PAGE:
(b) have a significant, adverse effect on the performance by an FOI body of any of its functions relating to management (including industrial relations and management of its staff)...".

The HSE claims section 30(1)(b) in this case. I will consider it in relation to the information which I have not found to be exempt under section 37 (the remaining information).

Section 30(1)(b)

When a public body relies on section 30(1)(b), it should first identify the potential harm to the performance of its any of its functions relating to management and secondly consider the reasonableness of the expectation that the harm will occur. In identifying the harm, it should identify the significant adverse effect on its management functions. To satisfy the Commissioner, the public body must show that there are adequate grounds for its expectation. Establishing "significant, adverse effect" requires stronger evidence of damage than the "prejudice" standard of section 30(1)(a). Not only must the harm be reasonably expected, but it must also be expected that the harm will be of a more significant nature than that required under section 30(1)(a).

The HSE has not made any submissions to support its contention that section 30(1)(b) applies, despite being given opportunities to do so. I can find nothing in the HSE's correspondence which goes any way towards satisfying the harm tests outlined above or justifying its position under section 22(12)(b). Having examined the remaining information, it is not apparent to me how releasing it could reasonably be expected to have a significant, adverse effect on the performance of the HSE's functions relating to management.

As I have found that section 30(1)(b) does not apply, I am not required to apply the public interest balancing test under section 30(2) of the FOI Act.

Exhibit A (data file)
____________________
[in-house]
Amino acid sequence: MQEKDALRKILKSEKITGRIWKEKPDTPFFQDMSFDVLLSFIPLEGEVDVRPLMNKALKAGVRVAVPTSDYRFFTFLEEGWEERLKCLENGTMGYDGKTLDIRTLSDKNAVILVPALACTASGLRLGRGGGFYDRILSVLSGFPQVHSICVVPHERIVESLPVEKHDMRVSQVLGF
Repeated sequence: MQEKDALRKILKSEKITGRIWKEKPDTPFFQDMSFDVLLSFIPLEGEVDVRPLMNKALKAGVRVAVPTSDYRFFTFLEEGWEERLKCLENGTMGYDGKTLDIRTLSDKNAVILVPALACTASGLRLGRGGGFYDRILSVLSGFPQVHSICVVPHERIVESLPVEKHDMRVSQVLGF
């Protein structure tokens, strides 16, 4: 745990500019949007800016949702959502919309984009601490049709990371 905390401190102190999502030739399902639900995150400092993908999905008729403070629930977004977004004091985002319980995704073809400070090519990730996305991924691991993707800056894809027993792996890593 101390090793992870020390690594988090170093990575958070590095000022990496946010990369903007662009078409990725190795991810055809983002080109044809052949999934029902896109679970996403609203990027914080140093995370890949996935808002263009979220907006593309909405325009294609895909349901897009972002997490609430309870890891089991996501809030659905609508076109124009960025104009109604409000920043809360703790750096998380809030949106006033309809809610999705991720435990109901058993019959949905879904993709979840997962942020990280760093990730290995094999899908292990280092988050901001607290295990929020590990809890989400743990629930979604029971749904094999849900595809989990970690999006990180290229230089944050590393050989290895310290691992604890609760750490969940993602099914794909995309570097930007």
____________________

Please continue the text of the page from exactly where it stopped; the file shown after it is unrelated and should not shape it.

Accordingly, I find that the HSE is not justified in refusing access to the remaining information under section 30(1)(b) of the FOI Act.

Decision

Having carried out a review under section 22(2) of the FOI Act, I hereby vary the HSE's decision. I annul its decision to withhold access to the illegible records listed above and direct it to make a decision on those records in accordance with the requirements of section 13 of the FOI Act. I affirm its decision to withhold access to the information identified above as being personal information, under section 37(1) of the FOI Act. I annul its decision to withhold access to the remaining information and direct the release of that information.

I specify that, subject to sections 24 and 26 of the FOI Act:

- effect shall be given by the HSE to my decision to direct the release of the remaining information within five working days of the expiration of the 4 week period for the bringing of an appeal to the High Court from this decision, as provided for at section 24(4) of the FOI Act; and

- effect shall be given by the HSE to my decision to direct a fresh decision on the illegible records in accordance with section 13 of the FOI Act.

Right of Appeal

Section 24 of the FOI Act sets out detailed provisions for an appeal to the High Court by a party to a review, or any other person affected by the decision. In summary, such an appeal, normally on a point of law, must be initiated by the applicant not later than eight weeks after notice of the decision was given, and by any other party not later than four weeks after notice of the decision was given.

Elizabeth Dolan
Senior Investigator